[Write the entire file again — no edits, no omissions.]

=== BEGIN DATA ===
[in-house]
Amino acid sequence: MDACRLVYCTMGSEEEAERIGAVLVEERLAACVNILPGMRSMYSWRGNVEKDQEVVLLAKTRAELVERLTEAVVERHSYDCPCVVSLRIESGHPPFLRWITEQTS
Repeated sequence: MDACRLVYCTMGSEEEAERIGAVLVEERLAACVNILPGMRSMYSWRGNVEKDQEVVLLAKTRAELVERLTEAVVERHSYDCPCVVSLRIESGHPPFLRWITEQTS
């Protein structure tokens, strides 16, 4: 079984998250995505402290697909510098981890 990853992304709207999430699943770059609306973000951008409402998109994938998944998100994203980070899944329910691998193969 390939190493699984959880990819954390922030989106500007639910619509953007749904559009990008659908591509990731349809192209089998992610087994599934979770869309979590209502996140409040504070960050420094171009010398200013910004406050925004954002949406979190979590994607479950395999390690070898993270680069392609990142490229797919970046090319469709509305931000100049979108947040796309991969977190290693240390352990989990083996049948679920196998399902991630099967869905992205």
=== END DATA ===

[in-house]
Amino acid sequence: MDACRLVYCTMGSEEEAERIGAVLVEERLAACVNILPGMRSMYSWRGNVEKDQEVVLLAKTRAELVERLTEAVVERHSYDCPCVVSLRIESGHPPFLRWITEQTS
Repeated sequence: MDACRLVYCTMGSEEEAERIGAVLVEERLAACVNILPGMRSMYSWRGNVEKDQEVVLLAKTRAELVERLTEAVVERHSYDCPCVVSLRIESGHPPFLRWITEQTS
């Protein structure tokens, strides 16, 4: 079984998250995505402290697909510098981890 990853992304709207999430699943770059609306973000951008409402998109994938998944998100994203980070899944329910691998193969 390939190493699984959880990819954390922030989106500007639910619509953007749904559009990008659908591509990731349809192209089998992610087994599934979770869309979590209502996140409040504070960050420094171009010398200013910004406050925004954002949406979190979590994607479950395999390690070898993270680069392609990142490229797919970046090319469709509305931000100049979108947040796309991969977190290693240390352990989990083996049948679920196998399902991630099967869905992205």